Could 4D printing be the next big thing in construction?
3D and 4D printing technology holds incredible potential, especially in construction. It enables the use of advanced and sustainable materials, making building more efficient while producing less waste. Conventional construction methods are mostly restricted to square and rectangular shapes, but 3D printing enables buildings of any type of shape. And it gets even better! Did you know that 4D printing uses sophisticated materials and designs that are programmed to prompt a 3D-printed structure to shape-shift, opening up a world of entirely new design possibilities? Believe it.
When it comes to 4D printing, changes in shape are typically induced by heat or water, but manual input is often required for the material to revert to its original shape. A team of researchers from Singapore University of Technology and Design (SUTD) and Nanyang Technological University (NTU) have now created an innovative 3D-printed material that can change its shape multiple times without any electrical input. The researchers used two readily available materials called VeroWhitePlus and TangoBlackPlus, which have been proven to retain considerable mechanical strength during shape changing.
First, the researchers swelled the elastomer with ethanol to induce stress on the transition material. Then, they applied heat to make the transition material change its shape to a second form. Once the ethanol evaporated and the elastomer was dry, the researchers once again exposed the material to heat to make it revert to its original shape, with the elastomer using the elastic energy stored in it after drying, to pull the transition material back. “While reversible 4D printing in itself is a great advancement, being able to use a more robust material while ensuring a more precise reversal during shape change is revolutionary, as it allows us to produce complex structures that cannot easily be achieved through conventional fabrication. By relying on environmental conditions instead of electricity, it makes it a game changer across various industries,” says Professor Chua Chee Kai, lead researcher and Head of Engineering Product Development at SUTD.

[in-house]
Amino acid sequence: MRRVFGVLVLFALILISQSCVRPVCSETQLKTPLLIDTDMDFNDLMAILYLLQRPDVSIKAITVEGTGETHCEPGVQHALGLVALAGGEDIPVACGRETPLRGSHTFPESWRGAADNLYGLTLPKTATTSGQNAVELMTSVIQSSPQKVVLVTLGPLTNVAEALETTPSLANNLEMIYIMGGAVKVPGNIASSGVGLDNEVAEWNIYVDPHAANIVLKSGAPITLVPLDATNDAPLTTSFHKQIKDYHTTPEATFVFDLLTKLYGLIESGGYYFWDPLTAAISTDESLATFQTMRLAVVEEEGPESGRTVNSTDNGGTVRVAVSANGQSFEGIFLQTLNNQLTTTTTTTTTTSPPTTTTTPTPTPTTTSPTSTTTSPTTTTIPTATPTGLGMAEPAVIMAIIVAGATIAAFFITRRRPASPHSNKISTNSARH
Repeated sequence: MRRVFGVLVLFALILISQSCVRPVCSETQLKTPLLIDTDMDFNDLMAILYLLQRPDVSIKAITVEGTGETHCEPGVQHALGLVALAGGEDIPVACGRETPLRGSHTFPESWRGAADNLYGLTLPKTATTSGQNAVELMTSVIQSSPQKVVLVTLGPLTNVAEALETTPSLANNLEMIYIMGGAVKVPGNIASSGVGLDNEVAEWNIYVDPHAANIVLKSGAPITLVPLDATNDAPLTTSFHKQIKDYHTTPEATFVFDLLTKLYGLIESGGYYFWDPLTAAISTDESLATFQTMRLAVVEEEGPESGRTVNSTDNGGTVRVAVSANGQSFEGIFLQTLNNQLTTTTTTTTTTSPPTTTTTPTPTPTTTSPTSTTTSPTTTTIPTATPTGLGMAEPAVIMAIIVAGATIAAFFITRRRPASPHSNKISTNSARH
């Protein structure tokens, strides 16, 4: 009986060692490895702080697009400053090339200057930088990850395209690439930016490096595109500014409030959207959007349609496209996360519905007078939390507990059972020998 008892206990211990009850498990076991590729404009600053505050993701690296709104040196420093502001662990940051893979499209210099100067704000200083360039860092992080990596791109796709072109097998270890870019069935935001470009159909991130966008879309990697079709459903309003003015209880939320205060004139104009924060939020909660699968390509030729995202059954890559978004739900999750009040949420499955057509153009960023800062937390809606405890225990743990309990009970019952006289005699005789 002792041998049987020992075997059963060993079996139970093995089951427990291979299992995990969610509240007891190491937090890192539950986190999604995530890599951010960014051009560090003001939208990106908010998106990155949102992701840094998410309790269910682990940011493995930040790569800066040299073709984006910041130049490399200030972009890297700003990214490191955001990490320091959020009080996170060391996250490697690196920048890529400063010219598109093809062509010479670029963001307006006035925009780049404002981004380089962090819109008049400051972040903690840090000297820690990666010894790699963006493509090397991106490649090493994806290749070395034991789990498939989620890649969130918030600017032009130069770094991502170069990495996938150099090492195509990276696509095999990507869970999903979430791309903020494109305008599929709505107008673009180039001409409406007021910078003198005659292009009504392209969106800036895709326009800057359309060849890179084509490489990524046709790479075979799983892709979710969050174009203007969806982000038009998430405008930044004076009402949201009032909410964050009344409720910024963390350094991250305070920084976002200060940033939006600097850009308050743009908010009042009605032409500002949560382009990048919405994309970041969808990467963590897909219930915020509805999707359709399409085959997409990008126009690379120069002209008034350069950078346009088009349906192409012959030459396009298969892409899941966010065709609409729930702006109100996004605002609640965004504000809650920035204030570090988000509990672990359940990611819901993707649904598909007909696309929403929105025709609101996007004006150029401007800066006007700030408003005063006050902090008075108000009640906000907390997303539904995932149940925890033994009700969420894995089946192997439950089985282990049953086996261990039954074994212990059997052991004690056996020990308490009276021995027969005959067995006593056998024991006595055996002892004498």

Your building may soon be made out of bacteria
Imagine the possibilities if a building or other structure could heal itself like our skin does after a cut? This is no longer science fiction. In fact, self-healing materials containing special bacteria that react with concrete and limestone are already used to repair cracks and other damage in buildings. This revolutionary technique, as well as bioconstruction – the use of long-lasting, toxin-free materials – promise incredible opportunities for the future of construction. And really, microorganism-based solutions and healthy, self-healing buildings… what’s not to like?